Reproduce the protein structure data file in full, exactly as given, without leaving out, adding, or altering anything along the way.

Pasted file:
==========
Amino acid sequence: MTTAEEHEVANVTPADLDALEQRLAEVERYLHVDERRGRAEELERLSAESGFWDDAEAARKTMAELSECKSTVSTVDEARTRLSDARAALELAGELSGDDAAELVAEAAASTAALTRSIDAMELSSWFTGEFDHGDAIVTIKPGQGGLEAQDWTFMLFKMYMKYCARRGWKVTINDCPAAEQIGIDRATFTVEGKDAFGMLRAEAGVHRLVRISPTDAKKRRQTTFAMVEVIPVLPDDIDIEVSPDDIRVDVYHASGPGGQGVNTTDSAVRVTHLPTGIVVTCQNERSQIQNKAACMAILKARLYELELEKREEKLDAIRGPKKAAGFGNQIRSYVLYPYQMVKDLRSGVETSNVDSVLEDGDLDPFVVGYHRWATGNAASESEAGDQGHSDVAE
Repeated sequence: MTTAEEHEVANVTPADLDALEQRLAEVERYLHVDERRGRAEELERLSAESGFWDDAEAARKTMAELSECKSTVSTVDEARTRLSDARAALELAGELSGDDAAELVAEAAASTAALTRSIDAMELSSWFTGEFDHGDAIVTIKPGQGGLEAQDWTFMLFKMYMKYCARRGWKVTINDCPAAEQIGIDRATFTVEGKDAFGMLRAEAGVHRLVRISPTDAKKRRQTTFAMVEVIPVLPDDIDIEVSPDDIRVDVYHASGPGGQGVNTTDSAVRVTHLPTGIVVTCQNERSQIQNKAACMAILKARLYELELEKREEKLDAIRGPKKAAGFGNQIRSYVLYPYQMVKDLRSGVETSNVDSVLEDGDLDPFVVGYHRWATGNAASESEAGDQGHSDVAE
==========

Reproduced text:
Amino acid sequence: MTTAEEHEVANVTPADLDALEQRLAEVERYLHVDERRGRAEELERLSAESGFWDDAEAARKTMAELSECKSTVSTVDEARTRLSDARAALELAGELSGDDAAELVAEAAASTAALTRSIDAMELSSWFTGEFDHGDAIVTIKPGQGGLEAQDWTFMLFKMYMKYCARRGWKVTINDCPAAEQIGIDRATFTVEGKDAFGMLRAEAGVHRLVRISPTDAKKRRQTTFAMVEVIPVLPDDIDIEVSPDDIRVDVYHASGPGGQGVNTTDSAVRVTHLPTGIVVTCQNERSQIQNKAACMAILKARLYELELEKREEKLDAIRGPKKAAGFGNQIRSYVLYPYQMVKDLRSGVETSNVDSVLEDGDLDPFVVGYHRWATGNAASESEAGDQGHSDVAE
Repeated sequence: MTTAEEHEVANVTPADLDALEQRLAEVERYLHVDERRGRAEELERLSAESGFWDDAEAARKTMAELSECKSTVSTVDEARTRLSDARAALELAGELSGDDAAELVAEAAASTAALTRSIDAMELSSWFTGEFDHGDAIVTIKPGQGGLEAQDWTFMLFKMYMKYCARRGWKVTINDCPAAEQIGIDRATFTVEGKDAFGMLRAEAGVHRLVRISPTDAKKRRQTTFAMVEVIPVLPDDIDIEVSPDDIRVDVYHASGPGGQGVNTTDSAVRVTHLPTGIVVTCQNERSQIQNKAACMAILKARLYELELEKREEKLDAIRGPKKAAGFGNQIRSYVLYPYQMVKDLRSGVETSNVDSVLEDGDLDPFVVGYHRWATGNAASESEAGDQGHSDVAE